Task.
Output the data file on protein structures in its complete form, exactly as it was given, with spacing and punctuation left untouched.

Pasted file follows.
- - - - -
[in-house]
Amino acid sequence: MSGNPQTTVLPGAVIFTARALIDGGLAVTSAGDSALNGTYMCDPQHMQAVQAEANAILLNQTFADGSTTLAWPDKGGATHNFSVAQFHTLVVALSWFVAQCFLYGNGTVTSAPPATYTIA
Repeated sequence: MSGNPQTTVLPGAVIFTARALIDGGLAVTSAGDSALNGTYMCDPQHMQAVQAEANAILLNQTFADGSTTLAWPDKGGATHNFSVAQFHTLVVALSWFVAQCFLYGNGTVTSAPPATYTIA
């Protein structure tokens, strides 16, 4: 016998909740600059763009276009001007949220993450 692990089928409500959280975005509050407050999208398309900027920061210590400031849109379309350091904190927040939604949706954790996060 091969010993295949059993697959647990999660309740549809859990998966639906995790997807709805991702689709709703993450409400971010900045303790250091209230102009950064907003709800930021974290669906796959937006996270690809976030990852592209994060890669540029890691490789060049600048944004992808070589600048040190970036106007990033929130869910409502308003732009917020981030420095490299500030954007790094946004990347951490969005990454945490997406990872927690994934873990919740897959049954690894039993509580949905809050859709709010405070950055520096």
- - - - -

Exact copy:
[in-house]
Amino acid sequence: MSGNPQTTVLPGAVIFTARALIDGGLAVTSAGDSALNGTYMCDPQHMQAVQAEANAILLNQTFADGSTTLAWPDKGGATHNFSVAQFHTLVVALSWFVAQCFLYGNGTVTSAPPATYTIA
Repeated sequence: MSGNPQTTVLPGAVIFTARALIDGGLAVTSAGDSALNGTYMCDPQHMQAVQAEANAILLNQTFADGSTTLAWPDKGGATHNFSVAQFHTLVVALSWFVAQCFLYGNGTVTSAPPATYTIA
């Protein structure tokens, strides 16, 4: 016998909740600059763009276009001007949220993450 692990089928409500959280975005509050407050999208398309900027920061210590400031849109379309350091904190927040939604949706954790996060 091969010993295949059993697959647990999660309740549809859990998966639906995790997807709805991702689709709703993450409400971010900045303790250091209230102009950064907003709800930021974290669906796959937006996270690809976030990852592209994060890669540029890691490789060049600048944004992808070589600048040190970036106007990033929130869910409502308003732009917020981030420095490299500030954007790094946004990347951490969005990454945490997406990872927690994934873990919740897959049954690894039993509580949905809050859709709010405070950055520096």